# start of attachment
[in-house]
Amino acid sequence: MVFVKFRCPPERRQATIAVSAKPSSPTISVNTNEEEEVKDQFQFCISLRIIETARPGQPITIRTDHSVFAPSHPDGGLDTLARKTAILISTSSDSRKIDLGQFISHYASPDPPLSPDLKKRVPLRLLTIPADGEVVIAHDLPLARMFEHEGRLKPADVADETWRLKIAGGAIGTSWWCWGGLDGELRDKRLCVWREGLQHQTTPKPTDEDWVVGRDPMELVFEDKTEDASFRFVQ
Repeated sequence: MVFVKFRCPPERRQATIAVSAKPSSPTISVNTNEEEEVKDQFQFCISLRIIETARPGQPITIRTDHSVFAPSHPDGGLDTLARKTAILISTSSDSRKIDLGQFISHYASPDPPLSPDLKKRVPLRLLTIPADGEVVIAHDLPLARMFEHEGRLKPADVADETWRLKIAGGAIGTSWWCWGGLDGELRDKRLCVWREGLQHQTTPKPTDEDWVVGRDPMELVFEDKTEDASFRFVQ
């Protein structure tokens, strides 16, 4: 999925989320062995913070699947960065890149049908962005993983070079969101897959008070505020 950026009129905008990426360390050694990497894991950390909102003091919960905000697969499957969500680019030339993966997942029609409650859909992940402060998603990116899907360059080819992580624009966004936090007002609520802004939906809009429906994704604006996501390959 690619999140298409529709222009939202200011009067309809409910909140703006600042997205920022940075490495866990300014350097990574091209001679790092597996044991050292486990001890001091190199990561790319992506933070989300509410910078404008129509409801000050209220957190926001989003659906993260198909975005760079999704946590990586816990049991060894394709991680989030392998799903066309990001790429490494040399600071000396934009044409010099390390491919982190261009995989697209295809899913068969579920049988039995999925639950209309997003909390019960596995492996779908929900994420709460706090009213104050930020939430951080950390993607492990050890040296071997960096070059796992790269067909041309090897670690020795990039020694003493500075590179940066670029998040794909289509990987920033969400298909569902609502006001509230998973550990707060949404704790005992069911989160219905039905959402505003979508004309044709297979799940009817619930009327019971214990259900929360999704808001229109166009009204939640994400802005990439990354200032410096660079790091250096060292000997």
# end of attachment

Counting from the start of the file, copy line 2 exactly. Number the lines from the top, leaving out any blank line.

Amino acid sequence: MVFVKFRCPPERRQATIAVSAKPSSPTISVNTNEEEEVKDQFQFCISLRIIETARPGQPITIRTDHSVFAPSHPDGGLDTLARKTAILISTSSDSRKIDLGQFISHYASPDPPLSPDLKKRVPLRLLTIPADGEVVIAHDLPLARMFEHEGRLKPADVADETWRLKIAGGAIGTSWWCWGGLDGELRDKRLCVWREGLQHQTTPKPTDEDWVVGRDPMELVFEDKTEDASFRFVQ